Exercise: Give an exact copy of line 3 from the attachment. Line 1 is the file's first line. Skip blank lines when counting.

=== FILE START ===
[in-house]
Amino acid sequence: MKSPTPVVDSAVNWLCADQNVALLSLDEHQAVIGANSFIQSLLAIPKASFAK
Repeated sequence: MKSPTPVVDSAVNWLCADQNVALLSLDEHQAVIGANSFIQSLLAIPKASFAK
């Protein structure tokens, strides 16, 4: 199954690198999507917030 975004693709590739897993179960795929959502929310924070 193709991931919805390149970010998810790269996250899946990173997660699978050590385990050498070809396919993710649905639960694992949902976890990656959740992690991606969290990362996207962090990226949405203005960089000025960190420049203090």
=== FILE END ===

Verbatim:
Repeated sequence: MKSPTPVVDSAVNWLCADQNVALLSLDEHQAVIGANSFIQSLLAIPKASFAK